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Archive for the ‘Neurotransmitters’ Category

Interesting article from Gizowski et al last week on the role of the suprachiasmatic nucleus in regulating pre-sleep anticipatory thirst via the OVLT in mice.

In med school we had to memorize the major role of both of these regions, and my mnemonics were that the suprachiasmatic nucleus makes you charismatic (because you are well-rested), while the OVLT controls how much ovaltine you should drink.

Rodents are known to increase their fluid intake 1-2 hours before sleeping, which is called anticipatory thirst because the rodents want to make sure that they will have enough water in them to make it through the night (presumably without a dry mouth!).

Gizowski et al’s definitive experiment to show the interplay between these brain regions involved expressing two types of channelrhodopsins in vasopressin-expressing neurons in the suprachiasmatic nucleus in two groups of mice.

This manipulation allowed them to shine blue light in some mice to cause activation of the SCN -> OVLT pathway (G below), and yellow light in others to inhibit this pathway (H below). Here’s what they found:

screen-shot-2016-10-09-at-7-59-24-pm

doi:10.1038/nature19756

As you can see, blue light in the blue-responsive mice caused increased water intake PRIOR to the normal anticipatory thirst at levels ~ 3x above baseline.

On the other hand, yellow light in the yellow-responsive mice caused decreased water intake at the expected anticipatory thirst to an insane degree. Basically, responsive mice didn’t drink at all when they shined yellow light and inactivated the SCN -> OVLT pathway.

This effect of yellow light seems too strong to me. Shouldn’t it just be stopping the increase that is typically seen pre-sleep? Instead, it seems to be completely eliminating drinking behavior entirely.

One way to explain this finding is that the SCN -> OVLT pathway might be active at other times other than pre-sleep, and it is just MORE active in the hour or two before sleep.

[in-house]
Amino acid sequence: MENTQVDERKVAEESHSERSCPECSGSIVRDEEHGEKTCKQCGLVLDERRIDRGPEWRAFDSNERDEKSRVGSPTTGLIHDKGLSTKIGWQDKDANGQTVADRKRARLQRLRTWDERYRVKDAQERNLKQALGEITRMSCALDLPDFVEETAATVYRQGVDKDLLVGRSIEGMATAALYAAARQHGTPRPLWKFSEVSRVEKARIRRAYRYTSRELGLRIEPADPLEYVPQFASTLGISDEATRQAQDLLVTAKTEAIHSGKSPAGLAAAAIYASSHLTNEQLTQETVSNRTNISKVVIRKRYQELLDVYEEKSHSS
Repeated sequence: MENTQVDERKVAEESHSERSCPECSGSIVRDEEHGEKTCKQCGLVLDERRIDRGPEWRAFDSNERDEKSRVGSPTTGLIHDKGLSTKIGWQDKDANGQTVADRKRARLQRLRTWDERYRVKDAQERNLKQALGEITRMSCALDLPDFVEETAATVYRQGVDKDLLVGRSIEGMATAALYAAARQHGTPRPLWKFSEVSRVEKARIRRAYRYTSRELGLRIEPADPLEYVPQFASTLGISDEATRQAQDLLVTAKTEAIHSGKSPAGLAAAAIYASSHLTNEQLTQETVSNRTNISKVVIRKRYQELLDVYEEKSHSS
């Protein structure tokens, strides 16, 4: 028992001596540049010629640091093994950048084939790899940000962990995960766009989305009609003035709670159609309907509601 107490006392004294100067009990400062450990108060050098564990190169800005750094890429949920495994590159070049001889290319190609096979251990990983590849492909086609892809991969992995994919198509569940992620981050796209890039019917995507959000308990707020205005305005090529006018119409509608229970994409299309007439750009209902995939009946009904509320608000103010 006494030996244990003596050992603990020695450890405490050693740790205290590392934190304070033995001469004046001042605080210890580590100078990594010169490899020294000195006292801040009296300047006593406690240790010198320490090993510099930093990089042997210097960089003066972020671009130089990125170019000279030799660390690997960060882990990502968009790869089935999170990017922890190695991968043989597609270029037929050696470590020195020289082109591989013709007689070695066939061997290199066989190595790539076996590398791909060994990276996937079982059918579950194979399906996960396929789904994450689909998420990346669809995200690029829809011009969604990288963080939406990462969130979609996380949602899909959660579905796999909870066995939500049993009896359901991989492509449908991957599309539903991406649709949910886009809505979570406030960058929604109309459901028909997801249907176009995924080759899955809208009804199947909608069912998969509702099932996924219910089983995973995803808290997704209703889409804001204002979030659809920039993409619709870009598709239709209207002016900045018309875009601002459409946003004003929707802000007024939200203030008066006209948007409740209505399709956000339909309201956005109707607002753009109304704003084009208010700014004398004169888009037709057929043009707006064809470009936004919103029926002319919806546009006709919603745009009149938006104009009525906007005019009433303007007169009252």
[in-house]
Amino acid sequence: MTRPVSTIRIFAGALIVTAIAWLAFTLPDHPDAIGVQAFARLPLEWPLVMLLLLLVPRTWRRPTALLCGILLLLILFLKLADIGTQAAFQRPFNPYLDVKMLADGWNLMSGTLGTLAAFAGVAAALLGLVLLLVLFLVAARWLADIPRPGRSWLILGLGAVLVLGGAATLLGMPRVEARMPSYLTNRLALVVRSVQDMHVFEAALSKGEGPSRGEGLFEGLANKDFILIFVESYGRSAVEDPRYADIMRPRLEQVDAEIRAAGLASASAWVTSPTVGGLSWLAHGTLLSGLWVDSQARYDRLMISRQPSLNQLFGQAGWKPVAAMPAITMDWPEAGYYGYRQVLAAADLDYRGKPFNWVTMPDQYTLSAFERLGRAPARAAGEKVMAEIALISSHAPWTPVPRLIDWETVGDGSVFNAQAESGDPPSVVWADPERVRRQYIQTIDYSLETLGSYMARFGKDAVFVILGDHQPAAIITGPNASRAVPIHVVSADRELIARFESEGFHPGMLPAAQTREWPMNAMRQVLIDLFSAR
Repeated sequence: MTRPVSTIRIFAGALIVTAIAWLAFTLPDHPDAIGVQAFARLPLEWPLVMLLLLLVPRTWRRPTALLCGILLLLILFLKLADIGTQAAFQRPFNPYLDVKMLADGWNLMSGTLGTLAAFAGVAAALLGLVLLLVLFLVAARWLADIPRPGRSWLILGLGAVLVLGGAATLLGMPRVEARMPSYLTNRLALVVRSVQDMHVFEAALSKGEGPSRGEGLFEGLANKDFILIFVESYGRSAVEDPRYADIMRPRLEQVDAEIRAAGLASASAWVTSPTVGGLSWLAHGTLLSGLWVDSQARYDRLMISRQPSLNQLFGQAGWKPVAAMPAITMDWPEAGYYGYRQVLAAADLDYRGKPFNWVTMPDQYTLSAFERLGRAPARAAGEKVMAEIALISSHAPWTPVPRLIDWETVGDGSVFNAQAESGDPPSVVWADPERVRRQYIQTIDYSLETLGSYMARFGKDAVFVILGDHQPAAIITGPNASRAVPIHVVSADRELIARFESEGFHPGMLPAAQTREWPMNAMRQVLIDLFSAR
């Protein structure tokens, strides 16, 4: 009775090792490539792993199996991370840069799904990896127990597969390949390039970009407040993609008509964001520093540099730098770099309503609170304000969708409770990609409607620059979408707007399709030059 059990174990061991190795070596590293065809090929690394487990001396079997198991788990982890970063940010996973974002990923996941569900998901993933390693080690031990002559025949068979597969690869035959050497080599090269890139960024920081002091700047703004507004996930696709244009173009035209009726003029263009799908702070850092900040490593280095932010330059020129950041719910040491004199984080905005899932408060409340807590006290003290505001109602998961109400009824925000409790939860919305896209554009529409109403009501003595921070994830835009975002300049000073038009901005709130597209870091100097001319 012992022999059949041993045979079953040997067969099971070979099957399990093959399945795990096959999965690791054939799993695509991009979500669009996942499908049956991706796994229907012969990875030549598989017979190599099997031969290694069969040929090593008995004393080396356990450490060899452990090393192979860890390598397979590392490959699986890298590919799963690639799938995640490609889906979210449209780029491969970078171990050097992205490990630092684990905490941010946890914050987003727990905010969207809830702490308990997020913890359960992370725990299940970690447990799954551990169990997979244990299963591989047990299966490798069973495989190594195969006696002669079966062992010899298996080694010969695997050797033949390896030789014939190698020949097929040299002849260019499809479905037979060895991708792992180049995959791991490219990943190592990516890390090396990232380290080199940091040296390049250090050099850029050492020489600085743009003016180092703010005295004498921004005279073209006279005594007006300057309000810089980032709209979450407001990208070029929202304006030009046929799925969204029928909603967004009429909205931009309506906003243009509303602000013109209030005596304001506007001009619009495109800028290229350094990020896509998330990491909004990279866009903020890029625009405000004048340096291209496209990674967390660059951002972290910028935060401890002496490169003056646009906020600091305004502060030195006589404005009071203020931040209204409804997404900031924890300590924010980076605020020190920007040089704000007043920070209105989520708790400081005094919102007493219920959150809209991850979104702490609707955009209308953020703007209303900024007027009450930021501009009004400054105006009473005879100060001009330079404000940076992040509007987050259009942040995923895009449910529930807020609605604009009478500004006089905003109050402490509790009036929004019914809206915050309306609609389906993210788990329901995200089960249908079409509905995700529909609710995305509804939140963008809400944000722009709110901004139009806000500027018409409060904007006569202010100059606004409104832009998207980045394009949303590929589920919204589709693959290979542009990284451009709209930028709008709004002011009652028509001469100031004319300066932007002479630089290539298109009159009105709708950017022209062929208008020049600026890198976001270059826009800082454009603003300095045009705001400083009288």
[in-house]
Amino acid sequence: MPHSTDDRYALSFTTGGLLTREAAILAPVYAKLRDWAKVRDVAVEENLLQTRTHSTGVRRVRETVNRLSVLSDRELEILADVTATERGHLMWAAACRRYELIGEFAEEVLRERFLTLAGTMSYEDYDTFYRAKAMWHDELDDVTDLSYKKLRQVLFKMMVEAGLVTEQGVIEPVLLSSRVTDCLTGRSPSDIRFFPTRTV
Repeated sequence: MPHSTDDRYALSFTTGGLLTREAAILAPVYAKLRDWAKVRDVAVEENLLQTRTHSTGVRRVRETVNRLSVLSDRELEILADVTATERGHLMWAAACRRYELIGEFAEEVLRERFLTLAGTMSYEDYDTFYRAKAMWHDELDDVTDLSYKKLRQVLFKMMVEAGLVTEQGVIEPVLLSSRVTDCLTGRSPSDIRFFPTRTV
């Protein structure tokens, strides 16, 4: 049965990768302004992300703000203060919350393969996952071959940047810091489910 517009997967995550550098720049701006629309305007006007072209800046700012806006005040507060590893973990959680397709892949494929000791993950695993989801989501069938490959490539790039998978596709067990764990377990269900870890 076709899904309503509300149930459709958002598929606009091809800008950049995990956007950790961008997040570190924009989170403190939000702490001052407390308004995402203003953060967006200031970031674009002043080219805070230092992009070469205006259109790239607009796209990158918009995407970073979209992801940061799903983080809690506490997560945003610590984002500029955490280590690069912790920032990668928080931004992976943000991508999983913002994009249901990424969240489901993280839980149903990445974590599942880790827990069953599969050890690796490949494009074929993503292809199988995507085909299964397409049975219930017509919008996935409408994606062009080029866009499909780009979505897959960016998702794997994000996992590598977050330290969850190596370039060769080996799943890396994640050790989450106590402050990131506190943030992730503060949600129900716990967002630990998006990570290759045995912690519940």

Despite a pretty extensive search, I can’t figure out whether humans have also been shown to have increased thirst prior to sleep.

On one hand, there are plenty of anecdotal reports of this, while on the other hand, rodents and humans have pretty different life histories. Plus, the authors probably would’ve mentioned it if there was good evidence of pre-sleep anticipatory thirst in humans.

Even if humans don’t have pre-sleep anticipatory thirst, this is still quite an interesting study, as this system is likely a good model of how suprachiasmatic nucleus axons project (with vasopressin-producing neurons?) to several other brain regions to control activities that are regulated by the perceived time of day.

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SSV = small synaptic vesicles, release neurotransmitter at the active zone = triangles; MF = deep plasma membrane folds, ELS = endosome-like structures, both generated during "intense" activity; DCV = dense-cored vesicles, synthesized at the TGN = trans golgi network, which is located in the soma, and transported down the axon, and primarily release outside the active zone; RE = early recycling endosomes, LE = late endosomal compartment; http://www.ncbi.nlm.nih.gov/books/NBK6352/

Above is a model of a generic synapse, showing the (upper) pre-synaptic nerve terminal and the (lower) post-synaptic neuron. The pre-synaptic neuron is constantly releasing vesicles that contain neurotransmitters (NT) into the synapse that diffuse to the post-synaptic neuron, and when a pre-synaptic nerve terminal receives an action potential, the rate of this release is altered. Upon secreting its store of NT molecules, the extra membrane from the vesicle is usually incorporated into the pre-synaptic plasma membrane.

In order to ensure that the plasma membrane stays at a steady-state level, endocytosis at the nerve terminal must compensate for this by retrieving the plasma membrane back into the cell, where it can re-form vesicles. This compensation come in a few varieties:

1) Kiss and run. Small synaptic vesicles make transient contact with the plasma membrane forming a short-lasting fusion pore, through which the neurotransmitter is released, then it is released.